Most people who celebrate Hannukah think of that all-important first candle lighting as the Big Event, but you just know our family would have to be different, right? For us, the holiday didn’t really happen until Sunday.
I blame the Hebrew calendar: for reasons that aren’t fully clear to me, Hannukah started unusually early this year, with the result that for the first time, we couldn’t all be together for the first night. Rachel is still in Toronto, finishing up her term assignments; Adrian was busy at work; and Zayde was still in Montreal when Mitchell and I stood together in the kitchen and light the first holiday light.
It went something like this:
Me: (singing while I lit the shamas, the candle that’s used to light all the others) Barukh atah Adonai, (sniff…) Eloheinu, (voice going all wavery as I try to hold back tears) melekh ha’olam…(crying for real now) Oh, screw it. You do the rest. (Handing shamas to Mitchell, who lights the other candle with it)
Mitchell: (patting me on the back) It’s okay, they’ll be here soon….
Not exactly the most successful lighting in the history of the universe.
Second, third, and fourth nights went much better, and I’m pleased to say that I totally scooped the (extremely non-traditional) Betting on the Candles—this is where each person has to choose the candle that they think will outlast all the others. It was a horse race on Saturday night, and despite Mitchell’s cowardly attempt to breathe heavily in the direction of my candle (yellow, in case anyone is keeping track), mine outlasted his by a good 20 seconds.
Not that I was counting.
And on Sunday, it all came together. First, Reuben arrived on the morning train from Montreal; then, after some texting back and forth to wake him up after a hard night playing online games, Adrian showed up. Time to break out the oil and grate those potatoes…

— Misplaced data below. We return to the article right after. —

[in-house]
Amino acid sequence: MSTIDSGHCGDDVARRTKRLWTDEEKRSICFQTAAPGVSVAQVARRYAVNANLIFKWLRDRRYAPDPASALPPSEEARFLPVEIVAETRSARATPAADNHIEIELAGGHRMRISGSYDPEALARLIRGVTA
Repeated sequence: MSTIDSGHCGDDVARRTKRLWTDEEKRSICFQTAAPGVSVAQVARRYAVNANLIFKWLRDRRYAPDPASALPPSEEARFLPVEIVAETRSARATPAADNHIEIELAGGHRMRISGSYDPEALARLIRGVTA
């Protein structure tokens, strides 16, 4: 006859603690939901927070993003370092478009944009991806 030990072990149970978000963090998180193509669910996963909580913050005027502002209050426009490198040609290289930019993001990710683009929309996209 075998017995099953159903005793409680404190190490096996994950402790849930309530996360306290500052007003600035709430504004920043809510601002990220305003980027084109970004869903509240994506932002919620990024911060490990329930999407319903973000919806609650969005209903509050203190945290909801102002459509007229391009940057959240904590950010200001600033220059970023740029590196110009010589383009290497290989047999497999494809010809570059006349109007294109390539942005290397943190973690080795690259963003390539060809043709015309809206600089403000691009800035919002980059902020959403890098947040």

And put out plates of those other Hannukah delicacies, sugared almonds and nummy men.
Nummy men, for the uninitiated, are gingerbread boys. For years, my mother-in-law Phyllis used to make dozens of them, meticulously decorating them with hard icing; she’d always hang a dozen or so from the dining room chandelier. When Rachel was little, she dubbed them “nummy mans,” and the term stuck.
It wasn’t until I started decorating the cookies each year that I realized how much effort Phyllis put into them. They really are a labour of love.
As for the sugared almonds, they are perhaps the easiest recipe ever, and the results are terrifyingly addictive.
In case you’re interested, here’s the scoop: a cup of sugar, a quarter-cup of water, and about a teaspoonful of cinnamon. Mix it up, throw in about three cups of almonds (the kind that still have their skin), and toss. Spread them out on parchment on a baking sheet, and bake at about 275°F. You’ll need to turn them every 15–20 minutes, until the sugar mixture has dried out and crystallized.
Don’t eat them when they first come out of the oven; you’ll burn your mouth. Not that I would know anything about this.
But Sunday wasn’t all about the food (even though I’m pretty sure we all ate enough!). We enjoyed a great visit with Reuben, and then just after sunset we gathered round the table to light the candles. It felt odd without Rachel, so we used the miracle of modern technology to bring her home for a quick visit.
No, she didn’t teleport—we used Mitchell’s laptop to Skype her, and then sat her on the table so she could watch us sing the blessing and light the candles.
Adrian did take pictures of the whole thing, including one with Rachel joining us via tele-presence, but he’s up to his eyeballs in Cyber-Monday shenanigans over at Shopify, so I’ll have to post them on our Facebook page when I get them. Sorry about that.
So for me, Sunday was the true “first day” of Hannukah—the day we gathered as a family to celebrate our old traditions and make some new ones. And eat. A lot. The only way it could have been better is if you’d been there!